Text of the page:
Si deseas profundizar más en los detalles de la arquitectura de UCSB para ordenadores cuánticos, el profesor Martinis mantiene una página web realmente excelente, muy pedagógica. En particular disfruté mucho leer los apuntes de las clases que dió en una escuela de verano en Finlandia, en agosto de 2007. Estos apuntes se pueden encontrar en la sección “Tutorials” de su página web. También aprendí mucho dando una miradita rápida a las varias tesises que están disponibles en la sección “Theses” de su página web.

September 25, 2011

UCSB’s Superconducting Quantum Computer—A von Neumann Architecture with Elevators and Storage Floors

Filed under: Uncategorized — rrtucci @ 4:02 pm

Fig.1

Fig. 1 is not a Navajo blanket. This beautiful picture graced the April 2011 cover of Nature Physics. It refers to an article (available via ArXiv here) describing an experiment that tested a suite of operations that shuttle quanta between resonators and superconducting phase qubits. Being able to perform this suite of operations is a crucial objective of the UCSB quantum computer architecture (called “ReZQu”). Each of the 3 windy paths is a resonator and each of the 2 black squares is a qubit. The latest UCSB device differs from the one shown in this figure only in that it adds two “zeroing registers”.

I’ve spoken before, in following blog posts, about the superb quantum computing R&D being done by the Martinis and Cleland groups at UCSB:

Since then, the UCSB group has been making steady progress in their QC efforts. Check out their latest paper:

Implementing the Quantum von Neumann Architecture with Superconducting Circuits,
by Matteo Mariantoni, H. Wang, T. Yamamoto, M. Neeley, Radoslaw C. Bialczak, Y. Chen, M. Lenander, Erik Lucero, A. D. O’Connell, D. Sank, M. Weides, J. Wenner, Y. Yin, J. Zhao, A. N. Korotkov, A. N. Cleland, John M. Martinis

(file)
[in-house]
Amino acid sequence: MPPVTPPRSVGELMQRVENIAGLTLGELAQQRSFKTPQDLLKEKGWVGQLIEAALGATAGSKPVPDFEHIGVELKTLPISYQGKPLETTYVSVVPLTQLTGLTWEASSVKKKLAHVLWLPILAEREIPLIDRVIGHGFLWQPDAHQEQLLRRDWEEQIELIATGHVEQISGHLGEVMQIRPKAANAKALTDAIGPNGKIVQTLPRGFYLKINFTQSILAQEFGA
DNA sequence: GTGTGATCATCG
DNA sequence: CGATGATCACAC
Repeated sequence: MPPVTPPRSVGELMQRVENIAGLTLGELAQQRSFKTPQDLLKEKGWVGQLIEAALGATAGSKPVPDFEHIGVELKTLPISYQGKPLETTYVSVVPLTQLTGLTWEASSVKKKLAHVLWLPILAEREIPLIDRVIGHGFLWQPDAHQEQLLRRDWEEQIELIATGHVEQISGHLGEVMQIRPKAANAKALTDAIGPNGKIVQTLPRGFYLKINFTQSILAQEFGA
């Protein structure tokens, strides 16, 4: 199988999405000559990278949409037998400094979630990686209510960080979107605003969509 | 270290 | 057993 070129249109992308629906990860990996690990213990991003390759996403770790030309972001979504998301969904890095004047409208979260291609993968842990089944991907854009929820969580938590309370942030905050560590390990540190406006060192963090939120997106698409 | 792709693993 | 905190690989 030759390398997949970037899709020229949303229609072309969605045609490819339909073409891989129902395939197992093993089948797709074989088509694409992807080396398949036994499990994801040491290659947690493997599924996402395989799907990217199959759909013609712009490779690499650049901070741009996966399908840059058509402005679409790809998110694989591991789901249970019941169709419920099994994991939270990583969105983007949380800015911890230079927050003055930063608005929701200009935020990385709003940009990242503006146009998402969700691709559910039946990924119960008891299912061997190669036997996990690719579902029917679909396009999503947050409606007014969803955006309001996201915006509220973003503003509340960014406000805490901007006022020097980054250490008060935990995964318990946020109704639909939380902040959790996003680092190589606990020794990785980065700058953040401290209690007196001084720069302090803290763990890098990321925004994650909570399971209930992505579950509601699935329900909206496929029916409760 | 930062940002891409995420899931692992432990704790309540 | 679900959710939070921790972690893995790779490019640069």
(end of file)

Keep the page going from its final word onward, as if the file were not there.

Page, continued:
IMHO, in light of this paper, I think anybody who still claims it will take 20 years before QCs arrive, is clueless.

Let me now give a short executive summary of the paper.

The paper demonstrates a “universal” (i.e., general purpose) quantum computing device with two qubits (However, the UCSB scientists see no impediments to adding substantially more qubits to their device (“scaling it”), and they expect to do this in the near future). Most of their device is built on a chip using standard microfabrication techniques and it utilizes standard radio and microwave frequency components. The chip does need to be cooled to milli-Kelvin temperatures. Luckily, refrigerators that achieve such temperatures have improved considerably in recent times, no longer relying on costly liquid helium.

The paper reports that two quantum algorithms were performed on the new rig: the quantum Fourier transform, with 66% fidelity, and the three-qubit Toffoli OR phase gate, with 98% fidelity. These two algorithms are typical for a gate-model QC, as opposed to an adiabatic-model QC, which is what D-Wave offers. These fidelity numbers are not stellar; actually, they are far below what is necessary for doing quantum error correction and Shor’s algorithm. (But they might be good enough — me and my algorithms, we are not too demanding — for performing my algorithm that improves upon Grover’s algorithm.)